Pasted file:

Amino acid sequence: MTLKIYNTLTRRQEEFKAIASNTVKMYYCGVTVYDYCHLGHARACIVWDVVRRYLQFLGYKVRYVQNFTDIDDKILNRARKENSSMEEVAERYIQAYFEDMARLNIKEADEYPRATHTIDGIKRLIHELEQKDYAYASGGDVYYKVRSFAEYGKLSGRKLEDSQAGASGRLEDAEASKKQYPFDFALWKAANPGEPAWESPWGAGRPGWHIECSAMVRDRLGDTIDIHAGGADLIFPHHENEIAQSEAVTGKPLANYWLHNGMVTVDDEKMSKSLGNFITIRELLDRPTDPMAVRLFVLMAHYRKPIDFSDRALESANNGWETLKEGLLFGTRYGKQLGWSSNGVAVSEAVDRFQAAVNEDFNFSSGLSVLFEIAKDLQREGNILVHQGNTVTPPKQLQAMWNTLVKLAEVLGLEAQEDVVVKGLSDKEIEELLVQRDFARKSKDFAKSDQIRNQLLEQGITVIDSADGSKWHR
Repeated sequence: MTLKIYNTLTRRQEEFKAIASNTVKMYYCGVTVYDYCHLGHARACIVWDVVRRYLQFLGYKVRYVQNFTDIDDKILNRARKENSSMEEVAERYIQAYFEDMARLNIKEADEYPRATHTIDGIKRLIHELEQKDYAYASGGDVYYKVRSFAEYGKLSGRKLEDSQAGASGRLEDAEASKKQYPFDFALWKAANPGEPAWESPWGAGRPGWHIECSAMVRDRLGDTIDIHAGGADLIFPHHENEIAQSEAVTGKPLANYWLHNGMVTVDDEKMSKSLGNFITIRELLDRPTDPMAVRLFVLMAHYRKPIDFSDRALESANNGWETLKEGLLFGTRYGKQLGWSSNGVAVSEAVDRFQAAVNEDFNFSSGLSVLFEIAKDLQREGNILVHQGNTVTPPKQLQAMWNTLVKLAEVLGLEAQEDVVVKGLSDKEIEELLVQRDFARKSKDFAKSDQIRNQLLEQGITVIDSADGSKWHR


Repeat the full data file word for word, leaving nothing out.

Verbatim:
Amino acid sequence: MTLKIYNTLTRRQEEFKAIASNTVKMYYCGVTVYDYCHLGHARACIVWDVVRRYLQFLGYKVRYVQNFTDIDDKILNRARKENSSMEEVAERYIQAYFEDMARLNIKEADEYPRATHTIDGIKRLIHELEQKDYAYASGGDVYYKVRSFAEYGKLSGRKLEDSQAGASGRLEDAEASKKQYPFDFALWKAANPGEPAWESPWGAGRPGWHIECSAMVRDRLGDTIDIHAGGADLIFPHHENEIAQSEAVTGKPLANYWLHNGMVTVDDEKMSKSLGNFITIRELLDRPTDPMAVRLFVLMAHYRKPIDFSDRALESANNGWETLKEGLLFGTRYGKQLGWSSNGVAVSEAVDRFQAAVNEDFNFSSGLSVLFEIAKDLQREGNILVHQGNTVTPPKQLQAMWNTLVKLAEVLGLEAQEDVVVKGLSDKEIEELLVQRDFARKSKDFAKSDQIRNQLLEQGITVIDSADGSKWHR
Repeated sequence: MTLKIYNTLTRRQEEFKAIASNTVKMYYCGVTVYDYCHLGHARACIVWDVVRRYLQFLGYKVRYVQNFTDIDDKILNRARKENSSMEEVAERYIQAYFEDMARLNIKEADEYPRATHTIDGIKRLIHELEQKDYAYASGGDVYYKVRSFAEYGKLSGRKLEDSQAGASGRLEDAEASKKQYPFDFALWKAANPGEPAWESPWGAGRPGWHIECSAMVRDRLGDTIDIHAGGADLIFPHHENEIAQSEAVTGKPLANYWLHNGMVTVDDEKMSKSLGNFITIRELLDRPTDPMAVRLFVLMAHYRKPIDFSDRALESANNGWETLKEGLLFGTRYGKQLGWSSNGVAVSEAVDRFQAAVNEDFNFSSGLSVLFEIAKDLQREGNILVHQGNTVTPPKQLQAMWNTLVKLAEVLGLEAQEDVVVKGLSDKEIEELLVQRDFARKSKDFAKSDQIRNQLLEQGITVIDSADGSKWHR